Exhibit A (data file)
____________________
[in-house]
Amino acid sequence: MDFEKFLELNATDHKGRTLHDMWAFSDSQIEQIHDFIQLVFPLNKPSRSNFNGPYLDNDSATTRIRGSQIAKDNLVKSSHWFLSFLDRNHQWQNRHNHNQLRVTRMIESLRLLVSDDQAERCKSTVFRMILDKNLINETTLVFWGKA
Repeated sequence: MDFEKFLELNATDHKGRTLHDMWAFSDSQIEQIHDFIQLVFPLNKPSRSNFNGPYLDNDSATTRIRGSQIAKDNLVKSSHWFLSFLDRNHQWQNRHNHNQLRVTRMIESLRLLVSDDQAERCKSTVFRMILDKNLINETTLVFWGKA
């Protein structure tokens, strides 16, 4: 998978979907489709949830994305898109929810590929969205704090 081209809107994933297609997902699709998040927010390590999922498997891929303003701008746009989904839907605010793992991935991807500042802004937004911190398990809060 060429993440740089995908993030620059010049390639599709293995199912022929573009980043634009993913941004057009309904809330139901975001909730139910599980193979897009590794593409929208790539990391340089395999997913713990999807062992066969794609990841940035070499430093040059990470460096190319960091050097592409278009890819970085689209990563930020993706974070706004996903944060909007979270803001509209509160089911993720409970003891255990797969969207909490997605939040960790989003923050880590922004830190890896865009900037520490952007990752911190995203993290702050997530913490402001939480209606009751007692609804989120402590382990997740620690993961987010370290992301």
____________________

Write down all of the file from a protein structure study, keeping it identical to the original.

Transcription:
[in-house]
Amino acid sequence: MDFEKFLELNATDHKGRTLHDMWAFSDSQIEQIHDFIQLVFPLNKPSRSNFNGPYLDNDSATTRIRGSQIAKDNLVKSSHWFLSFLDRNHQWQNRHNHNQLRVTRMIESLRLLVSDDQAERCKSTVFRMILDKNLINETTLVFWGKA
Repeated sequence: MDFEKFLELNATDHKGRTLHDMWAFSDSQIEQIHDFIQLVFPLNKPSRSNFNGPYLDNDSATTRIRGSQIAKDNLVKSSHWFLSFLDRNHQWQNRHNHNQLRVTRMIESLRLLVSDDQAERCKSTVFRMILDKNLINETTLVFWGKA
């Protein structure tokens, strides 16, 4: 998978979907489709949830994305898109929810590929969205704090 081209809107994933297609997902699709998040927010390590999922498997891929303003701008746009989904839907605010793992991935991807500042802004937004911190398990809060 060429993440740089995908993030620059010049390639599709293995199912022929573009980043634009993913941004057009309904809330139901975001909730139910599980193979897009590794593409929208790539990391340089395999997913713990999807062992066969794609990841940035070499430093040059990470460096190319960091050097592409278009890819970085689209990563930020993706974070706004996903944060909007979270803001509209509160089911993720409970003891255990797969969207909490997605939040960790989003923050880590922004830190890896865009900037520490952007990752911190995203993290702050997530913490402001939480209606009751007692609804989120402590382990997740620690993961987010370290992301």